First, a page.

The three Round Table Conferences of 1930–32 were a series of conferences organised by the British government to discuss constitutional reforms in India. They were conducted as per the recommendation by the report submitted by the Simon Commission in May 1930. Demands for swaraj, or self-rule, in India had been growing increasingly strong. By the 1930s, many British politicians believed that India needed to move towards dominion status. However, there were significant disagreements between the Indian and the British political parties that the Conferences would not resolve.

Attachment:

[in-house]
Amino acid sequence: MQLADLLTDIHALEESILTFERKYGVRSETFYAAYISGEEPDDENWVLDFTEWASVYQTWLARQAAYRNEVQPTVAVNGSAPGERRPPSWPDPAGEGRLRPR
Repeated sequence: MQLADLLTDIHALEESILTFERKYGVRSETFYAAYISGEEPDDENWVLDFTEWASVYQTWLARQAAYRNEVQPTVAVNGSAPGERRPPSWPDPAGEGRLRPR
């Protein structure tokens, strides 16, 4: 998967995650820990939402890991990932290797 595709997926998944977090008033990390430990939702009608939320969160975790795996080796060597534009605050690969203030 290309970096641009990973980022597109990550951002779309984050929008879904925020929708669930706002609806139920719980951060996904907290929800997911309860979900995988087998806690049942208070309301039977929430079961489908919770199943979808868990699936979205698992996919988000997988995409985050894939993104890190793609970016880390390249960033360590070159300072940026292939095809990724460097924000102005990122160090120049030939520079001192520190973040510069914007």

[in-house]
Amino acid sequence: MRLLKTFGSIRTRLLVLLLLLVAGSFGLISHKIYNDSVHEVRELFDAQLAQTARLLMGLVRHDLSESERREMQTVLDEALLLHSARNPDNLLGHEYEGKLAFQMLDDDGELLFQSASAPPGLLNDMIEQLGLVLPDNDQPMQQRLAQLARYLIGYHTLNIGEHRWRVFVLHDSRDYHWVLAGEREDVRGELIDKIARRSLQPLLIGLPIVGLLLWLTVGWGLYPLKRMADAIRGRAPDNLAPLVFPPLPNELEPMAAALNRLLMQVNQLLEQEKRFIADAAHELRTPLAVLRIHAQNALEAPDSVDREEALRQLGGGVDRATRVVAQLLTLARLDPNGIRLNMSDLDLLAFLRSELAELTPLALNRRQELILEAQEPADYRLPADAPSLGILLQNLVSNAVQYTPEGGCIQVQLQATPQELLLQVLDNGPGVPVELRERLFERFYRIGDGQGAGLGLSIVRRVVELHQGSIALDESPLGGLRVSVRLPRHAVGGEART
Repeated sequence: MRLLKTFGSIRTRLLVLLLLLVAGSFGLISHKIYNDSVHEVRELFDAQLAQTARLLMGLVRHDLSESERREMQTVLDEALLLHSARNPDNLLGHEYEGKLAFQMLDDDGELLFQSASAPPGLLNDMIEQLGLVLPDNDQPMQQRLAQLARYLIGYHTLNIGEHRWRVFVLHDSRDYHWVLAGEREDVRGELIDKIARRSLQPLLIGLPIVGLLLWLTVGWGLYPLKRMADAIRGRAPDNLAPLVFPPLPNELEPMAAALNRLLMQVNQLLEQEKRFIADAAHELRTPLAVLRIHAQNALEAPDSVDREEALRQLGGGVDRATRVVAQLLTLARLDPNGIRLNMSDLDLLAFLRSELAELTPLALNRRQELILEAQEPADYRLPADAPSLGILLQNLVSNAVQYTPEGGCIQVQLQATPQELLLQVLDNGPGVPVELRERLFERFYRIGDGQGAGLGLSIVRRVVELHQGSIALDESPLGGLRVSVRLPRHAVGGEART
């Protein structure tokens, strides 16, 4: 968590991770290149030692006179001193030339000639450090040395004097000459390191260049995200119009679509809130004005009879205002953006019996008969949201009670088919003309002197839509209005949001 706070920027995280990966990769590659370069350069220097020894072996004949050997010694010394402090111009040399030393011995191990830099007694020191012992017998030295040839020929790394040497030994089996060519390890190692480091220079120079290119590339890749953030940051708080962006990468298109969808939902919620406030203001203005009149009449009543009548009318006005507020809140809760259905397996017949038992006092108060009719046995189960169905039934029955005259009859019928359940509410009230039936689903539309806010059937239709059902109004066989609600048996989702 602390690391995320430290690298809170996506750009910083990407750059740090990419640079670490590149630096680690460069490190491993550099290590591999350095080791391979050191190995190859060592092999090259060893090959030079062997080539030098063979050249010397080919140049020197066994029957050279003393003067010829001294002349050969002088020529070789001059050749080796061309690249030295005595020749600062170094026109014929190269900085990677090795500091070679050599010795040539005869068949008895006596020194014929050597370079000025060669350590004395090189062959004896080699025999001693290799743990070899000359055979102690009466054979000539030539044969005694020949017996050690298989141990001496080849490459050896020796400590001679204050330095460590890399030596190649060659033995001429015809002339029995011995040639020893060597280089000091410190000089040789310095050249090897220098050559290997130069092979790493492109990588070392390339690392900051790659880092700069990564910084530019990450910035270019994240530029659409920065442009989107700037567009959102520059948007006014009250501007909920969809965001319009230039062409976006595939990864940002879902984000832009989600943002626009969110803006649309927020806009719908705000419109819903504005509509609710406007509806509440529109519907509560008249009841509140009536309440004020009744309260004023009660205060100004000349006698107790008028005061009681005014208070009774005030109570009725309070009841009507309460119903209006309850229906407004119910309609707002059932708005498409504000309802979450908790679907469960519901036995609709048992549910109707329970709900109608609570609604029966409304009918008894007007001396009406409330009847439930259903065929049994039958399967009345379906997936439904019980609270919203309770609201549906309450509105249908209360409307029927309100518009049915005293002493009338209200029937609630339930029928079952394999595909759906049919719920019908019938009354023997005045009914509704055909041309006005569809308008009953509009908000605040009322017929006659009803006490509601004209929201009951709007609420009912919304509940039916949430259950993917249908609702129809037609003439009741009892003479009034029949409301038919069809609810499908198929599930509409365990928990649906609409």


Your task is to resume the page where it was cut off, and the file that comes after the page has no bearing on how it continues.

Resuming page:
First Round Table Conference (November 1930 – January 1931)
The Round Table Conference was opened officially by King George V on November 12, 1930 and chaired by the British Prime Minister, Ramsay MacDonald. The three British political parties were represented by sixteen delegates. There were fifty-seven political leaders from British India and sixteen delegates from the princely states. However, the Indian National Congress, along with Indian business leaders, kept away from the conference. Many of them were in jail for their participation in civil disobedience.